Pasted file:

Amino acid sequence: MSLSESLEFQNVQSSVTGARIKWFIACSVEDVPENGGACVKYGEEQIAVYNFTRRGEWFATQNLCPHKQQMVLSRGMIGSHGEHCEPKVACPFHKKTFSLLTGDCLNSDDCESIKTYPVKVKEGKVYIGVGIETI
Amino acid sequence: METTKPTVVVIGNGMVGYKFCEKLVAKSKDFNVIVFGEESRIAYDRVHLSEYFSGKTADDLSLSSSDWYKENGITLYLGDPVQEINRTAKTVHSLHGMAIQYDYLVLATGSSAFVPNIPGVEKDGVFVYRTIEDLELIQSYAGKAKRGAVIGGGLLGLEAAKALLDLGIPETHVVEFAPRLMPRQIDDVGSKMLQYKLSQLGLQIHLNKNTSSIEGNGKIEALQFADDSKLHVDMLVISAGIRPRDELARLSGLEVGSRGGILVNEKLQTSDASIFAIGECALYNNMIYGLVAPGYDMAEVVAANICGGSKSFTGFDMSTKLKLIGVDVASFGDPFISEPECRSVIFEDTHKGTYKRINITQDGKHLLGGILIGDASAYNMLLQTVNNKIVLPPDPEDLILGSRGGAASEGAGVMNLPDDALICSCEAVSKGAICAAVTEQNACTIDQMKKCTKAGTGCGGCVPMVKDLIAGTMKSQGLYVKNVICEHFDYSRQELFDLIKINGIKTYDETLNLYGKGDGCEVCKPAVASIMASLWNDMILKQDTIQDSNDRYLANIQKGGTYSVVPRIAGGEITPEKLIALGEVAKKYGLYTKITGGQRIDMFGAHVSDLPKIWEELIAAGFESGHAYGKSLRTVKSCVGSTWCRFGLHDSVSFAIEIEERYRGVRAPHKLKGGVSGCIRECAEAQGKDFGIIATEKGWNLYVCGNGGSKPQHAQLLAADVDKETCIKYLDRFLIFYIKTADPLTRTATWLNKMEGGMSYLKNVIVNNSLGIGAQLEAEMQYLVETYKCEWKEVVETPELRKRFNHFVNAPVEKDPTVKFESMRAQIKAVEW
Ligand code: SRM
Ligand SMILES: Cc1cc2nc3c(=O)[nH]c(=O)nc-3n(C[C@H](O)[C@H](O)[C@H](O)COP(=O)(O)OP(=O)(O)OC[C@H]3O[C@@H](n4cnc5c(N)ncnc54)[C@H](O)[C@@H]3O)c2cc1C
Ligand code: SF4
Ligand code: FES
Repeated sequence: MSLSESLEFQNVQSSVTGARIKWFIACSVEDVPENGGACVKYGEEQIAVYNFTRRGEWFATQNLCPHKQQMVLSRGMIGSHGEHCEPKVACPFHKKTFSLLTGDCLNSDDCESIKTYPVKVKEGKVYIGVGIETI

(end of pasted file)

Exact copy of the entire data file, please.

Amino acid sequence: MSLSESLEFQNVQSSVTGARIKWFIACSVEDVPENGGACVKYGEEQIAVYNFTRRGEWFATQNLCPHKQQMVLSRGMIGSHGEHCEPKVACPFHKKTFSLLTGDCLNSDDCESIKTYPVKVKEGKVYIGVGIETI
Amino acid sequence: METTKPTVVVIGNGMVGYKFCEKLVAKSKDFNVIVFGEESRIAYDRVHLSEYFSGKTADDLSLSSSDWYKENGITLYLGDPVQEINRTAKTVHSLHGMAIQYDYLVLATGSSAFVPNIPGVEKDGVFVYRTIEDLELIQSYAGKAKRGAVIGGGLLGLEAAKALLDLGIPETHVVEFAPRLMPRQIDDVGSKMLQYKLSQLGLQIHLNKNTSSIEGNGKIEALQFADDSKLHVDMLVISAGIRPRDELARLSGLEVGSRGGILVNEKLQTSDASIFAIGECALYNNMIYGLVAPGYDMAEVVAANICGGSKSFTGFDMSTKLKLIGVDVASFGDPFISEPECRSVIFEDTHKGTYKRINITQDGKHLLGGILIGDASAYNMLLQTVNNKIVLPPDPEDLILGSRGGAASEGAGVMNLPDDALICSCEAVSKGAICAAVTEQNACTIDQMKKCTKAGTGCGGCVPMVKDLIAGTMKSQGLYVKNVICEHFDYSRQELFDLIKINGIKTYDETLNLYGKGDGCEVCKPAVASIMASLWNDMILKQDTIQDSNDRYLANIQKGGTYSVVPRIAGGEITPEKLIALGEVAKKYGLYTKITGGQRIDMFGAHVSDLPKIWEELIAAGFESGHAYGKSLRTVKSCVGSTWCRFGLHDSVSFAIEIEERYRGVRAPHKLKGGVSGCIRECAEAQGKDFGIIATEKGWNLYVCGNGGSKPQHAQLLAADVDKETCIKYLDRFLIFYIKTADPLTRTATWLNKMEGGMSYLKNVIVNNSLGIGAQLEAEMQYLVETYKCEWKEVVETPELRKRFNHFVNAPVEKDPTVKFESMRAQIKAVEW
Ligand code: SRM
Ligand SMILES: Cc1cc2nc3c(=O)[nH]c(=O)nc-3n(C[C@H](O)[C@H](O)[C@H](O)COP(=O)(O)OP(=O)(O)OC[C@H]3O[C@@H](n4cnc5c(N)ncnc54)[C@H](O)[C@@H]3O)c2cc1C
Ligand code: SF4
Ligand code: FES
Repeated sequence: MSLSESLEFQNVQSSVTGARIKWFIACSVEDVPENGGACVKYGEEQIAVYNFTRRGEWFATQNLCPHKQQMVLSRGMIGSHGEHCEPKVACPFHKKTFSLLTGDCLNSDDCESIKTYPVKVKEGKVYIGVGIETI